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however, having a description does tell educators how to make their school successful. It is the leadership in the system that sets the tone and fosters the willingness to accept and take on improvement efforts.
Marzano describes a series of phases for leadership that promote effective change:
1. Take the pulse of staff to see how they feel and their knowledge and experiences about important issues.
2. Identify and implement an appropriate intervention to address the area of need.
3. Routinely examine the effect of the intervention, particularly in light of achievement gains.
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At first glance, many of Marzano’s statements seem to be school centric; however, in the text detailing each of his factors and influences, the backbone for implementation relies in systemic implementation and systemwide organizational structures.
National Center for Family and Community Connections with Schools at SE DL | 800-476-6861 | www.sedl.org/connections/ Page 97 The School-Family Connection: Looking at the Larger Picture, A Review of Current Literature National Center for Education Accountability. (2002). Showcasing success, rewarding achievement. Austin, TX: National Center for Education Accountability. [One of a series of reports for National Center for Education Accountability, Austin, TX] Study Description: Mixed-method panel review of high-performing schools; publicly available statistical data on the largest school districts in urban centers; student demographic and performance data; onsite observation, interview
Findings about Processes and Focus of Systemic Work The panel investigated all of the large districts in the U.S. and then developed criteria and selected 108 districts to study more intensively. The report describes examples of best practice that promote
1. Districtwide communication of academic objectives and expectations In Houston Independent School District (Texas), the district provides a process for • teachers and grade-level leaders to collaborate regularly with district-level leadership.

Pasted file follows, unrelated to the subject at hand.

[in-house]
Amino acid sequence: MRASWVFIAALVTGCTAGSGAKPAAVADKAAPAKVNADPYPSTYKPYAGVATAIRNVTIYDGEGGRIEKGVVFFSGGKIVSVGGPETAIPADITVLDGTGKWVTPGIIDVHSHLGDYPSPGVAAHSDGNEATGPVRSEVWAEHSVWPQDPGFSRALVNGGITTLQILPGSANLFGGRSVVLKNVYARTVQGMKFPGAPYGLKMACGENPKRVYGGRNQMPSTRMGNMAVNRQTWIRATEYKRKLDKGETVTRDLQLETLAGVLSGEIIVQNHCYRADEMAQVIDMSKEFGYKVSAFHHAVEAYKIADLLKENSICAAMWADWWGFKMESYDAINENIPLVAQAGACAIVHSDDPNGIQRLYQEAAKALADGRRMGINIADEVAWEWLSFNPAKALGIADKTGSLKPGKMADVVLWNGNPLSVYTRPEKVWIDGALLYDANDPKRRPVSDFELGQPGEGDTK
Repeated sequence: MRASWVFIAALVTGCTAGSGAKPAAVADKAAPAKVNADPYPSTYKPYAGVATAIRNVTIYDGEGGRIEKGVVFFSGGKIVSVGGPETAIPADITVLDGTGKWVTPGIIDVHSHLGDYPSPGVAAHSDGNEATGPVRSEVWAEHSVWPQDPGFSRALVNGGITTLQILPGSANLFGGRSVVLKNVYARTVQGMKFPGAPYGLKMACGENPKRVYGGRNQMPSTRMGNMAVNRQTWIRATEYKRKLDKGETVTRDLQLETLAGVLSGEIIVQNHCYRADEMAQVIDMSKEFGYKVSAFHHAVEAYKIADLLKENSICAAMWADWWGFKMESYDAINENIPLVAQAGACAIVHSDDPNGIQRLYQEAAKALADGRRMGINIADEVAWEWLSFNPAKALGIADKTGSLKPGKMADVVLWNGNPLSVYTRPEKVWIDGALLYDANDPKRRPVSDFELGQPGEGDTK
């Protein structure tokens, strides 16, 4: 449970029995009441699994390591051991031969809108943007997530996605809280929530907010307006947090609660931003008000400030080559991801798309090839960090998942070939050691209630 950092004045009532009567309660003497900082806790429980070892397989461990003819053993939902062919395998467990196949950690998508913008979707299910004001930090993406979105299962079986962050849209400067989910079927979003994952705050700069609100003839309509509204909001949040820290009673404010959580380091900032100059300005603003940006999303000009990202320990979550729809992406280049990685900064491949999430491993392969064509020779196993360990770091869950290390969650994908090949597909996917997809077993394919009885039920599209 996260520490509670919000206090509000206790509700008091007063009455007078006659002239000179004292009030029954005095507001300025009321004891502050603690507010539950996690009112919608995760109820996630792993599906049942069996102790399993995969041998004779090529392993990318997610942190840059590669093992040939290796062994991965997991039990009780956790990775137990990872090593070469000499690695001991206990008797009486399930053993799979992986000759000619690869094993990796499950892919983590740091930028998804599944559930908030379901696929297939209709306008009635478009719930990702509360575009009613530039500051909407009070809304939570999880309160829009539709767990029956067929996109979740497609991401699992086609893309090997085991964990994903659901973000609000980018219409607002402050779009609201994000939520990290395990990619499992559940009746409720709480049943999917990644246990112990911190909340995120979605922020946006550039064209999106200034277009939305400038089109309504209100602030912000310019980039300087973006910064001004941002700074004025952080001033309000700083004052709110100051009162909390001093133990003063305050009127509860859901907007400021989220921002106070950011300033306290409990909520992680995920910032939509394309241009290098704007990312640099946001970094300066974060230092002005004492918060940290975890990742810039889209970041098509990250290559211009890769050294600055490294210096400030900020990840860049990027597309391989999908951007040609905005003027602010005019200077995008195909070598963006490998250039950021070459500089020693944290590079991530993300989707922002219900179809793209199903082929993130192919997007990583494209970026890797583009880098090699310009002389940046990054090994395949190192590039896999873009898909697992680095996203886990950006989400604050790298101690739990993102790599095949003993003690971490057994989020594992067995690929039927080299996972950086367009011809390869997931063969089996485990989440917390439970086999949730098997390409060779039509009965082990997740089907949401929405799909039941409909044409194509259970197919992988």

In Garden Grove Unified School District (California), the district uses a variety of • strategies to ensure that teachers, family members, community members, and students know and understand the state standards and related academic objectives.
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4. Districtwide procedures for reward, interventions, and adjustable support based on student performance In Houston Independent School District (Texas), the district has created an automatic • data-monitoring tool that signals low performance by a classroom or grade level. As soon as the low-performance site is noted, a team—composed of district, subdistrict, and school leadership—is formed to respond to the situation.
In Atlanta Public Schools (Georgia), the district has created a staff evaluation procedure • for all staff—superintendent, executive directors, academic coaches, and teachers—to determine how well they contribute to the success of all students. The evaluations and accompanying compensation plans for district staff clearly and specifically state how they are held accountable for improving student achievement.
In Boston Public Schools (Massachusetts), the district has developed a process for • directing resources to low-performing students by creating a monitoring process for all intervention strategies.
National Center for Family and Community Connections with Schools at SE DL | 800-476-6861 | www.sedl.org/connections/ Page 99 The School-Family Connection: Looking at the Larger Picture, A Review of Current Literature Shannon, G. S., & Bylsma, (2004). Characteristics of improved school districts: Themes from research. Olympia, WA: Office of the Superintendent of Public Instruction.
Retrieved on October 2, 2006, from http://www.k12.wa.us/research/pubdocs/ DistrictImprovementReport.pdf [published 2006 in Research Brief. Center for Comprehensive School Reform and Improvement]. [One of a series for Center for Comprehensive School Reform and Improvement, Learning Point Associates, Washington, DC] Study Description: Syntheses of research reports; 80 research studies
Findings about Processes and Focus of Systemic Work The authors describe 13 themes that are common to districts that adopt a systemic approach. They group the themes into four categories. While the third category overtly frames the words “system wide,” each of the categories is reflective of processes that reach across all levels of the educational
community as described below: